Q. My neighbor and I are trying to make a butterfly garden between our yards.
The weeds are coming up fast and furious between our plants, and someone suggested we put down newspapers and cover them with mulch.
Does the newspaper contain anything toxic to plants, and will it prevent water getting to the roots?
Until recently I used newspaper to clean my windows, but then read that now there are additives that cause streaking.
I worry that these new additives may harm our plants.
A.Doris, newspaper makes an excellent mulch in any kind of garden, including a vegetable garden. There's nothing toxic in the newsprint, including full-color pages in advertising inserts, that will harm plants.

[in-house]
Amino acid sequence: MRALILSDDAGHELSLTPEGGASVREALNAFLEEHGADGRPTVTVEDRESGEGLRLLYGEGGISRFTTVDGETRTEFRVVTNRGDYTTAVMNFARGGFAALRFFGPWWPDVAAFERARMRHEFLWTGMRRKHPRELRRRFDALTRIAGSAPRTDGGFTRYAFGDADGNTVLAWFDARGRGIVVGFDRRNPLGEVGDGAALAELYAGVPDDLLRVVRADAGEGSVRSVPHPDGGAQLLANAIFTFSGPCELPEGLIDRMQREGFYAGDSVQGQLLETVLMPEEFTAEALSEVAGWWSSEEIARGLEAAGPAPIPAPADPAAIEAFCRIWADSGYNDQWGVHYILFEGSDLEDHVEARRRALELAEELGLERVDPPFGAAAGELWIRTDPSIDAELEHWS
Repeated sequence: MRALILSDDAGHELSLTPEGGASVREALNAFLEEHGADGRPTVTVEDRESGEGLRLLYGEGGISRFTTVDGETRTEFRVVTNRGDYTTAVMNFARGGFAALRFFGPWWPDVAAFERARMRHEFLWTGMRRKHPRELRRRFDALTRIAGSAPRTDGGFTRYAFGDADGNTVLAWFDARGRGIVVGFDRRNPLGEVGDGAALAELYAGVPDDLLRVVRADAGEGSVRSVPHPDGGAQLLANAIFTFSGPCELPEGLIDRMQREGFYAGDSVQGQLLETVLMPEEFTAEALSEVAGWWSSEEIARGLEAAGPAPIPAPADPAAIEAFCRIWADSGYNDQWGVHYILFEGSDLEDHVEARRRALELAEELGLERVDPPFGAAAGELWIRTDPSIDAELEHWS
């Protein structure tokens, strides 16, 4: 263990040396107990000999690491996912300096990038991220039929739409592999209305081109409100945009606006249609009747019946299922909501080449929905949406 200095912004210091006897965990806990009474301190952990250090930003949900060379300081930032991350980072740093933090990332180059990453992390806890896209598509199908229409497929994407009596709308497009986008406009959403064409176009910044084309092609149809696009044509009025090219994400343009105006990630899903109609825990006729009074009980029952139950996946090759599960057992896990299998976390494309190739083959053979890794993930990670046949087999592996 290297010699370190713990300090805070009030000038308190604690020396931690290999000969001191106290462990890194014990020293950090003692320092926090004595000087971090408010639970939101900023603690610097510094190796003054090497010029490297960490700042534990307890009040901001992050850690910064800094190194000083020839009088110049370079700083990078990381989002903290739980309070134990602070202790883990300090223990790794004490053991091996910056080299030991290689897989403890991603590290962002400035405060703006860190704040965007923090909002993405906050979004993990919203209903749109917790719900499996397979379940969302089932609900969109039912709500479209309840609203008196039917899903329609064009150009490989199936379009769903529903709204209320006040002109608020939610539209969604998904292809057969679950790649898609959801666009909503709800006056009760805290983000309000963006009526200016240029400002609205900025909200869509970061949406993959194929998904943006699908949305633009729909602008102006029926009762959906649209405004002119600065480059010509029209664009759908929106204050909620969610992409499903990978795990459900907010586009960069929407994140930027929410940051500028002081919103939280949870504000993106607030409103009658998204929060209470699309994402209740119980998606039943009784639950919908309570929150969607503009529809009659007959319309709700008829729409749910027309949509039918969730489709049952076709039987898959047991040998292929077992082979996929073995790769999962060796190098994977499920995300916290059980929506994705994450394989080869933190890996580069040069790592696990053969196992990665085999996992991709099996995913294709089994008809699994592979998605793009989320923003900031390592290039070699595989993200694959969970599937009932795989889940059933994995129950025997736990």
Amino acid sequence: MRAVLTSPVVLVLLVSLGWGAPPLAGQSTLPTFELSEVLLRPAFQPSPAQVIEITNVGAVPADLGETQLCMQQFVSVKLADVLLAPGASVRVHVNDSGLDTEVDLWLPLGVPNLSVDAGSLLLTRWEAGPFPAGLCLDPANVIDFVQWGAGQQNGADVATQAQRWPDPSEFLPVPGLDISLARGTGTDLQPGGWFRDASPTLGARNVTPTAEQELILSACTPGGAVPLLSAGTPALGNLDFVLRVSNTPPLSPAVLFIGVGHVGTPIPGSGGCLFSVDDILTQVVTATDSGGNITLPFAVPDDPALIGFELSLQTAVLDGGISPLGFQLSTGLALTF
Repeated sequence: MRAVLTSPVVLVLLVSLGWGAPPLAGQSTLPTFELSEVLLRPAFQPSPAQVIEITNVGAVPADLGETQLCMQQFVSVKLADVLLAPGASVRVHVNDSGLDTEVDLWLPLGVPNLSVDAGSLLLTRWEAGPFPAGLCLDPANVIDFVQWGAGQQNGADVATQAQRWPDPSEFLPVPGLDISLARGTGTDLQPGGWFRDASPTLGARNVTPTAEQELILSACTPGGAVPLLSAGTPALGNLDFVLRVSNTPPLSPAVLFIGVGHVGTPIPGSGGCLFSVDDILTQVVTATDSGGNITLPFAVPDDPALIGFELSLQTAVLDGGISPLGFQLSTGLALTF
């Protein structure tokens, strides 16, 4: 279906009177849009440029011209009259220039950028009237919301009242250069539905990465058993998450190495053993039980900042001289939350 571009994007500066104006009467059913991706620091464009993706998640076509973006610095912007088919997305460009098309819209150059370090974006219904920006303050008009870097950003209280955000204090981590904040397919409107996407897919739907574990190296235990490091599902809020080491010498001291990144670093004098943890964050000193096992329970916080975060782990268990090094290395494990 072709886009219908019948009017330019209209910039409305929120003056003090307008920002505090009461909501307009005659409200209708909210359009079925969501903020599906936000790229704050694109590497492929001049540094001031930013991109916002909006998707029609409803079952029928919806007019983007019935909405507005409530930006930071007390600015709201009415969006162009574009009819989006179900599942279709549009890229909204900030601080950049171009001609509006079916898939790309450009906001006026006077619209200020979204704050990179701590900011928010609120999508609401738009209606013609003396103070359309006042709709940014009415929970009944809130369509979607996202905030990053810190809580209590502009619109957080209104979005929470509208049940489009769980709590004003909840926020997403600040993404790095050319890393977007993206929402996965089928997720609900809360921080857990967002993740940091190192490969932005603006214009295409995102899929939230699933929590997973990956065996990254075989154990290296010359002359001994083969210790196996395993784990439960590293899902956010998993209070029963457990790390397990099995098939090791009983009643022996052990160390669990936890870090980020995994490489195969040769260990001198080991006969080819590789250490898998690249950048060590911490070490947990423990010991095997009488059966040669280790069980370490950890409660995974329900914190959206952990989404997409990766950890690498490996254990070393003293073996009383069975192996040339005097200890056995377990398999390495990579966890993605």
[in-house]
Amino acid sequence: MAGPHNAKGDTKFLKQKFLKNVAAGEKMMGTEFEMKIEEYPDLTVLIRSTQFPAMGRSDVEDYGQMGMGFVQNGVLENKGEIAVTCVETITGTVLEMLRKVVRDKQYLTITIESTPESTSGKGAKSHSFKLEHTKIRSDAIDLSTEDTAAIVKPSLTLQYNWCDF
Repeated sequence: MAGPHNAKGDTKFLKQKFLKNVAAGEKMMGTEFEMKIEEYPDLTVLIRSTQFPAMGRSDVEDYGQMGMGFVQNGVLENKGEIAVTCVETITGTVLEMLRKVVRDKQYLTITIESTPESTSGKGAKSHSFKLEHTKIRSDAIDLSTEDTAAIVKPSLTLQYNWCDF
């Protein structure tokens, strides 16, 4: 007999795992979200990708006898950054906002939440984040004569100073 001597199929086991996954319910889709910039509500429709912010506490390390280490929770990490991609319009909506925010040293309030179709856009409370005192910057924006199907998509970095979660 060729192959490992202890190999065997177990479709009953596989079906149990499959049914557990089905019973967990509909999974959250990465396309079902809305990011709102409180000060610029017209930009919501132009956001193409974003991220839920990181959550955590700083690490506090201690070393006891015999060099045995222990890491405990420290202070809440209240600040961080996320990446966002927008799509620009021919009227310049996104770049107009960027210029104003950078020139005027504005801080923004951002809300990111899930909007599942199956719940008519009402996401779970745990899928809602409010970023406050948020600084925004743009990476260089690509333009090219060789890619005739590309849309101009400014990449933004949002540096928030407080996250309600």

Over time, newspaper mulch breaks down and actually helps improve the soil. Because it breaks down, use at least four, preferably six sheets, to give yourself good coverage. Wet the newspaper and then put a light layer or hardwood mulch on top to make it look nice. Pine needles also work but they seem to slide around on top of the newspaper; the hardwood mulch seems to hug it better.
I've used the landscape fabric before and reallyy dislike it. I have a tendency to dig in my beds and add new plants or change them around and cutting through that fabric is not easy. Plus, weeds seem to get through it. Plus, newspaper is free if you can get your neighbors to keep it for you.
As for washing windows with newsprint, I hear from readers who use it and love it. I've read or heard nothing about an adverse additive in it.Copyright © 2015, Los Angeles Times